Nearly every type of business model--and nearly every kind of technology--is being applied to the autonomous car space. Some envision the end of private car ownership while others are betting a particular technology will prevail (video vs. lidar, for example). It is, as the cliché goes, the wild, wild west in the automotive business.
But at least two companies seemed to be taming the market this week: GM's Cruise and Google's Waymo.
GM has demonstrated its prowess (and inventiveness) in the self-driving space with its Super Cruise, hands-free technology for highways. No other car maker offers anything like it or anything close to its reliability (thanks to lidar-based maps). And GM has been testing autonomous vehicles in places like San Francisco (and taking some dings for its efforts). It got a major vote of confidence in its technologies this week with SoftBank's $2 billion investment in GM's Cruise subsidiary. True, it's not as if SoftBank has any particular insight into the self-driving space (it also invested in Uber; so there's that), but it definitely injects some much needed cash into GM's efforts in the AV wars.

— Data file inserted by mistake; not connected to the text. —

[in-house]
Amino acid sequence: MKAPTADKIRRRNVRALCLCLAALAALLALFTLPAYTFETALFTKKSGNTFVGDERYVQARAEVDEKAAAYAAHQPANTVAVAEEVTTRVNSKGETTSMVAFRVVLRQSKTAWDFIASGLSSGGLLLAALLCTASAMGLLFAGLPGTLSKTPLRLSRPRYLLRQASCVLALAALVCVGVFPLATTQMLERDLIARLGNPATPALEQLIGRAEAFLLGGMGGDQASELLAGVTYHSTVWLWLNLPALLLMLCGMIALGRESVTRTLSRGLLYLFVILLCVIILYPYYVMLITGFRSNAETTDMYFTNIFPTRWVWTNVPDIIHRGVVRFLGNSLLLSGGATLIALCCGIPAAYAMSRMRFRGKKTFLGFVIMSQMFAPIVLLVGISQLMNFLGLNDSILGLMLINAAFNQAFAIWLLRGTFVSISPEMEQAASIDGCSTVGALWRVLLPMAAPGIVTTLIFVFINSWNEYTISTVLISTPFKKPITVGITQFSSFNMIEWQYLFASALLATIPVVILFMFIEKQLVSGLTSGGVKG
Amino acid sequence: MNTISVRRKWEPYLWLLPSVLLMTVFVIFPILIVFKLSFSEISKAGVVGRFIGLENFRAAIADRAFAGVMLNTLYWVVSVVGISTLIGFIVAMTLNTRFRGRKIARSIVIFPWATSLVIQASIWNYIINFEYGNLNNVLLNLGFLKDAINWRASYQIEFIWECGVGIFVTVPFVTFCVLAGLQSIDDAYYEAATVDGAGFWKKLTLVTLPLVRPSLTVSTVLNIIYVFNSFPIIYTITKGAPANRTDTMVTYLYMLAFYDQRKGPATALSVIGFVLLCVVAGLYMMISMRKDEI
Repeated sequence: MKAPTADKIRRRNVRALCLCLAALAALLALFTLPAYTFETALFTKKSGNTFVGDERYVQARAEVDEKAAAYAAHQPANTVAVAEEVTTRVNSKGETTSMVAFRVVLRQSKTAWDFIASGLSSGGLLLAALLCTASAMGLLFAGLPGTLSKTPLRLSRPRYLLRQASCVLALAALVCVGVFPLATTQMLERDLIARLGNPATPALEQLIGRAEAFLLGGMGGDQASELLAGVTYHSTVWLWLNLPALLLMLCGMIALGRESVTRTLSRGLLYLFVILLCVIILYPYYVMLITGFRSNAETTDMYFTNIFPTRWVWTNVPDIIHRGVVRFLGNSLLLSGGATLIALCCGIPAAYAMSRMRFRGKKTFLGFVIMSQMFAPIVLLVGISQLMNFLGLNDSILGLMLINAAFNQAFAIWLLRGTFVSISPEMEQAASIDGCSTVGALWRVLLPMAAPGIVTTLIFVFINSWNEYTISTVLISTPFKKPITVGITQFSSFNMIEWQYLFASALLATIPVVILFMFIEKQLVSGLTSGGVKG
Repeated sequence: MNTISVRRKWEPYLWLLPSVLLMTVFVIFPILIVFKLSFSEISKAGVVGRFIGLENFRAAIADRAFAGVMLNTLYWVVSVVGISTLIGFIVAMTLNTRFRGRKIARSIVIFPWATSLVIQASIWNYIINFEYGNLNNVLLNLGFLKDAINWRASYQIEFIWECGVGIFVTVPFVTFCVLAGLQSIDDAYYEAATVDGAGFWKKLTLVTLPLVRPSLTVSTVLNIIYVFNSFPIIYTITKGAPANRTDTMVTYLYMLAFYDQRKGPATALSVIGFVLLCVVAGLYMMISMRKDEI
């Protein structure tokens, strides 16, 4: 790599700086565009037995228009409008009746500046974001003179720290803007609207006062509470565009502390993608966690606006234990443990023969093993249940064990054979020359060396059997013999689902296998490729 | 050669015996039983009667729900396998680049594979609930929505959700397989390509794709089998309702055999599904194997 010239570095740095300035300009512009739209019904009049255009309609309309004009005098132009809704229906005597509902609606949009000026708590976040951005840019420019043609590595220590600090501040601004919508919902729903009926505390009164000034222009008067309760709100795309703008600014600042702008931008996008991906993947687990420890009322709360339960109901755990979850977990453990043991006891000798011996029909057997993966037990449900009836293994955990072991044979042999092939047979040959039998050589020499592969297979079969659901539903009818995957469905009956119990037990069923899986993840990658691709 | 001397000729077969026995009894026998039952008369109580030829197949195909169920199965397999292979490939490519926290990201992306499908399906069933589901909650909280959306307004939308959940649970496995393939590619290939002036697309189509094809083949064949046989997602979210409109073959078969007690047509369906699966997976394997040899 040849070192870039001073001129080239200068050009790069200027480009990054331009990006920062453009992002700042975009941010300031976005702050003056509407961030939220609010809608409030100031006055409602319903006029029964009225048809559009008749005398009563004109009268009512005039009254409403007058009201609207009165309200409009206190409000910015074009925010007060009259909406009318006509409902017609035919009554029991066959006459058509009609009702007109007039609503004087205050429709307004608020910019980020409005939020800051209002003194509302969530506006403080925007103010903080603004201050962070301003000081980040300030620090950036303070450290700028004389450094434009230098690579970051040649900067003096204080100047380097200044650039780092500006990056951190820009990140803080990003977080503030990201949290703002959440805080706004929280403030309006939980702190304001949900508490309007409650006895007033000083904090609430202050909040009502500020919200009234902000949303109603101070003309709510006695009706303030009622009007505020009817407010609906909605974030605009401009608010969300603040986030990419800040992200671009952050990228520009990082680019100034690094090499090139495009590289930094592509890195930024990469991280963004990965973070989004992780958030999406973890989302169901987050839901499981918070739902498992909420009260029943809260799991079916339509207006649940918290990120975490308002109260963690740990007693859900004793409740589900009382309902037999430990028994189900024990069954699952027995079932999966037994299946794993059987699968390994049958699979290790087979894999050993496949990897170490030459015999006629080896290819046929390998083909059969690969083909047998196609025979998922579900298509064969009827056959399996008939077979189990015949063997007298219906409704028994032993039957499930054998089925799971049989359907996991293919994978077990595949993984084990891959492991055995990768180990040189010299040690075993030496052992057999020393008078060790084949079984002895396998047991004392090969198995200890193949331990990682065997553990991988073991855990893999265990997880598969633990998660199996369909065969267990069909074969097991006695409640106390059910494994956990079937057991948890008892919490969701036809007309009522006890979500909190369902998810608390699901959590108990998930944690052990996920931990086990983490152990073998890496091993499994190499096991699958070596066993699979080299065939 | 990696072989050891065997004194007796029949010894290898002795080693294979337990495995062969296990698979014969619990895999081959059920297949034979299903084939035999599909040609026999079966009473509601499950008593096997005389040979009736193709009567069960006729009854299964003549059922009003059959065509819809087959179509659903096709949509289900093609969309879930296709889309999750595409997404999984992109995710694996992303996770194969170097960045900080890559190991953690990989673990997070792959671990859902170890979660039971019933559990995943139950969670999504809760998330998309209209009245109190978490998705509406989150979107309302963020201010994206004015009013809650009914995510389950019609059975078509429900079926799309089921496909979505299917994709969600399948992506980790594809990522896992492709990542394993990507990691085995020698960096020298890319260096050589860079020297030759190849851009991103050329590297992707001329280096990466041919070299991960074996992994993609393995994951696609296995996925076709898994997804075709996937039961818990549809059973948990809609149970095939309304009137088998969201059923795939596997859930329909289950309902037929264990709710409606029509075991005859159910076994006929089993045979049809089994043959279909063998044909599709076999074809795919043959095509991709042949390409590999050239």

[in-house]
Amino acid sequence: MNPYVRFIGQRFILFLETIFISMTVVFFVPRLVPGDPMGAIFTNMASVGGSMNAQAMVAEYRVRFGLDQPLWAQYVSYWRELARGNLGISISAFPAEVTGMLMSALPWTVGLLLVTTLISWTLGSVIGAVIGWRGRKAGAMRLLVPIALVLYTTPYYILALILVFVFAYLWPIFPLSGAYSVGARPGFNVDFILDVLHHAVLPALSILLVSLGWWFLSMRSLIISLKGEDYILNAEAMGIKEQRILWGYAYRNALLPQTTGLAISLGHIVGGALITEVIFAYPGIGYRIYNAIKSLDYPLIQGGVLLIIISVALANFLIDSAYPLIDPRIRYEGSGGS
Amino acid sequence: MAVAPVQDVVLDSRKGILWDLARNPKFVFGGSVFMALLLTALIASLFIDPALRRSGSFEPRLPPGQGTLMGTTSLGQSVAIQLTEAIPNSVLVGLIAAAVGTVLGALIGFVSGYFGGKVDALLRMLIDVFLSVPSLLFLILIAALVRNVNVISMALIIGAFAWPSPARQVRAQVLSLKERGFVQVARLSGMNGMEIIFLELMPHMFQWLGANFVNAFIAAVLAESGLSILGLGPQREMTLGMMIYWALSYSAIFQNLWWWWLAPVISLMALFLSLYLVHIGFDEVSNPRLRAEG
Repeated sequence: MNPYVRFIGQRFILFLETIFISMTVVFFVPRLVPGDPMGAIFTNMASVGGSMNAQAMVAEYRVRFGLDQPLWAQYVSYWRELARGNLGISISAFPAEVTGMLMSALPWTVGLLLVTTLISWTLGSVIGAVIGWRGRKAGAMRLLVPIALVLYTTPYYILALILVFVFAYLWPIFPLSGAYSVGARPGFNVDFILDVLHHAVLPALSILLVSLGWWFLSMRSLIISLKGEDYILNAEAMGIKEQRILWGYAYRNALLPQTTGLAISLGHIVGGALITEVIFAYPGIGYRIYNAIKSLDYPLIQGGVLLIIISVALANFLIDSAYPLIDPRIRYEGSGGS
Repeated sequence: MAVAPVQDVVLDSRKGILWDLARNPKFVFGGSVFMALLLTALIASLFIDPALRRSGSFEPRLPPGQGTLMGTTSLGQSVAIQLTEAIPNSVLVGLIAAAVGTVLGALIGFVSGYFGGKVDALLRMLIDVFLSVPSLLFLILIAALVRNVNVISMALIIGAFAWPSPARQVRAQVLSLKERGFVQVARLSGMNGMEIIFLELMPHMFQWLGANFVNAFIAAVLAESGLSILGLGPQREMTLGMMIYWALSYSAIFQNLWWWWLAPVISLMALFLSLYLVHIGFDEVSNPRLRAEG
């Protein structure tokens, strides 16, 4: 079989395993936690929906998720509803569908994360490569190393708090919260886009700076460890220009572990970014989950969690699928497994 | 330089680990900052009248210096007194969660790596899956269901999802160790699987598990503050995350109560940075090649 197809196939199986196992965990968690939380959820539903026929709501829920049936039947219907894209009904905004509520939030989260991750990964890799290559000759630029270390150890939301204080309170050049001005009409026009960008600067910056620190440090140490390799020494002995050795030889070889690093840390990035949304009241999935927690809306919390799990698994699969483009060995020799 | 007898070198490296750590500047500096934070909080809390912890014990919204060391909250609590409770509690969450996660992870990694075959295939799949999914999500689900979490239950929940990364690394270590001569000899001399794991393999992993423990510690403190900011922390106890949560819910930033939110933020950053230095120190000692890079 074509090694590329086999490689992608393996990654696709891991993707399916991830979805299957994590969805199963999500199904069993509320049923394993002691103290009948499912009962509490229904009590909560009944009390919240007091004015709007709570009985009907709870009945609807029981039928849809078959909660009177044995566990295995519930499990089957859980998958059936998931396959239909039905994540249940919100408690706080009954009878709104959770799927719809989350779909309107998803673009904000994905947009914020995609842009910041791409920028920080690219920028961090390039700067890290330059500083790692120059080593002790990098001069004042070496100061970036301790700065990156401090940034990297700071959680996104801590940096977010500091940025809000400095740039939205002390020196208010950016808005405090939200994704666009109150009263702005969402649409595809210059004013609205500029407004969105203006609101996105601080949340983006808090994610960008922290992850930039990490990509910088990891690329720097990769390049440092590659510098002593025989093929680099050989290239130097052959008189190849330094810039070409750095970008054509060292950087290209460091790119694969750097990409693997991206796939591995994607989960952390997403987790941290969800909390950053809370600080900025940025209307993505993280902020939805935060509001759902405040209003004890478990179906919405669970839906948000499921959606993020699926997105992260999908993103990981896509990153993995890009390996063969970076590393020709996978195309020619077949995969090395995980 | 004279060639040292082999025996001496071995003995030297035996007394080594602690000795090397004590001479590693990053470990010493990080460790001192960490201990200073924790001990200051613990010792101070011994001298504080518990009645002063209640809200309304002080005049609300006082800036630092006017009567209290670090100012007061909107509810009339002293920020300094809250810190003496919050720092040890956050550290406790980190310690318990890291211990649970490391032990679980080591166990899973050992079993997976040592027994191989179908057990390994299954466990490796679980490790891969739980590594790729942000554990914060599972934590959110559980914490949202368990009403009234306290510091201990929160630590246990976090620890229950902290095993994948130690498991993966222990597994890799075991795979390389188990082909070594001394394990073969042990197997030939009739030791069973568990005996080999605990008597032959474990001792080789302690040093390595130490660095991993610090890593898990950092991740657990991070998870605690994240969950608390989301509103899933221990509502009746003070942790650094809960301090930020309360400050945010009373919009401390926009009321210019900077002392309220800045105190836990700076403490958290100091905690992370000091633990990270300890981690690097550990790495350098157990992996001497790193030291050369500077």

Meanwhile, Waymo appeared to make progress on its plans to rule the roads.
The idea is for Google to sell its self-driving systems to automakers, not to build cars by itself. And this week, it made news of a sort by announcing plans to purchase up to 62,000 Chrysler Pacificas to outfit as self-driving vehicles. How precisely those autonomous Pacificas will be deployed isn't exactly clear—most likely they will end up as robo taxis in southern markets—but the move is an obvious step in the right direction: Prove that it can add the technology to existing designs from automakers, setting those automakers up as future Waymo customers. Moreover, by taking this approach Waymo is underscoring the fact that it may be the only technology company demonstrating the kind of conservative engineering philosophy that automakers prefer.